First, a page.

Lee Davy continues his confessions series with a look at how he deliberates before nominating whom he believes are worthy candidates for the British Poker Awards and the Poker Hall of Fame.
I have just been talking to a 70-year old trainspotter called Ken. I met him during a community event, and he gravitated towards me because he learned that I worked in the rail industry for 20-years.
“Why on earth would you leave the rail industry to write about poker?”
That’s a new one.
He asked me if I had ever visited the York Railway Museum. I have – several times – but my abiding memory is when English, Welsh and Scottish (EWS) Railway held their version of the Oscars back in 2007.
I was nominated for an award called: ‘Contribution to Cost Control’. My face was in a shiny brochure, the written bio made me sound great, and when I won they showed a short film of customers & colleagues saying how fantastic I was.
It was a great time.
There were two of us shortlisted for the award. I remember thinking that we both really deserved it. The panel knew everything about us. Every penny we had saved, every project we had created, and every job we had cut. Their deep knowledge of who we were, and what we had achieved, made the selection process for the awards so much easier.
Seven years on and I am not being nominated for awards anymore. Instead, I am being asked to nominate other people. I have been asked to join the panel for the British Poker Awards, for the second year running, and I have also been asked to join the select group of media who votes for the Poker Hall of Fame.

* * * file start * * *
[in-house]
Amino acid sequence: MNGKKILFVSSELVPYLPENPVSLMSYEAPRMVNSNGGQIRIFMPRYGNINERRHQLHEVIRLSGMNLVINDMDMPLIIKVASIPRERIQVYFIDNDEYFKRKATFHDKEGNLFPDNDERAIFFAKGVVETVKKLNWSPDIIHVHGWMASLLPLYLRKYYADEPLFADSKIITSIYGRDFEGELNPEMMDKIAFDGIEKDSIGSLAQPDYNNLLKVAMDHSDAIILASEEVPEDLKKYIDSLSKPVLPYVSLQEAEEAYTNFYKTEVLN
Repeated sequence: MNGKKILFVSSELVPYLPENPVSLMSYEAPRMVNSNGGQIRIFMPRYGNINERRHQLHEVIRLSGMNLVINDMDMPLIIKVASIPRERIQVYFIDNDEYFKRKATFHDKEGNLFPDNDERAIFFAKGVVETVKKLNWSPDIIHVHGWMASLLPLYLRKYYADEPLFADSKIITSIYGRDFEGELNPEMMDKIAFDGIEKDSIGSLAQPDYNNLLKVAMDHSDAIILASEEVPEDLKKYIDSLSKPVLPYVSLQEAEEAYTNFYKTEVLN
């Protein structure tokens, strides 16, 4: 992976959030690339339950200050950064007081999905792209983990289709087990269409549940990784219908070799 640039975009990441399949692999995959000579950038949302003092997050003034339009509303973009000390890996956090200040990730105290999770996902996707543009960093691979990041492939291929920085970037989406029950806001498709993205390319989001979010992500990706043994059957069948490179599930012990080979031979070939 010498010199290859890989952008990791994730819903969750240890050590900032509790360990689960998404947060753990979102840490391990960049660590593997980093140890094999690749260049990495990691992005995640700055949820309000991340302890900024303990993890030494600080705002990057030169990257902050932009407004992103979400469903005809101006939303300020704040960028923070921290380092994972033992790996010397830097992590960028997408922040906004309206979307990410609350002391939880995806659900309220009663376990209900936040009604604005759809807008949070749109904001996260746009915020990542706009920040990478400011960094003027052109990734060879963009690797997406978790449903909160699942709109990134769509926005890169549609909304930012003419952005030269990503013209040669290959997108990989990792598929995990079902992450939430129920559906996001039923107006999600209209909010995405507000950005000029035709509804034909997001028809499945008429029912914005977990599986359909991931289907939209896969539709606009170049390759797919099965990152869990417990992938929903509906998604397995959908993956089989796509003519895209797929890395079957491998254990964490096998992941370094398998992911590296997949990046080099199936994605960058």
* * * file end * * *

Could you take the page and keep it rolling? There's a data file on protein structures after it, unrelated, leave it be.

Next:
Being asked to step up to the plate means a lot to me. I feel a great sense of pride. Suddenly, writing morning, noon, and night means something. People are reading. My opinion seems to matter.
I Will Always Be a Pup
After 19-years on the Railway I was still known as a pup. I had six years to go before I earned my long service award, but to the people within the industry, 25-years was nothing. It seemed that no matter how many years I worked, I was always destined to be a pup.
Theoretically, that makes me an amoeba in the poker industry. I haven’t been around that long, I don’t own the back catalogue of the World Series of Poker (WSOP), and the only poker history that sticks in my mind is what I read on the Wiki.
I imagine there are a number of people who don’t feel I am deserving enough to be held in such high regard. I sympathize with you. As proud as I am of my inclusion, I agree with you that perhaps there are better candidates out there. There are people who eat, shit and dream poker. Cut them open and chips scatter all over the floor. I get it. I really do.
The British Poker Awards
The 2014 British Poker Awards have 16 categories, and when I was asked to vote for my likely heroes, I realized instantly that there were a number of categories that I didn’t feel qualified to have an opinion: Best Live Cash Game Player, Best Online Tournament Player, and Best Online Cash Game Player, are a few that immediately come to mind.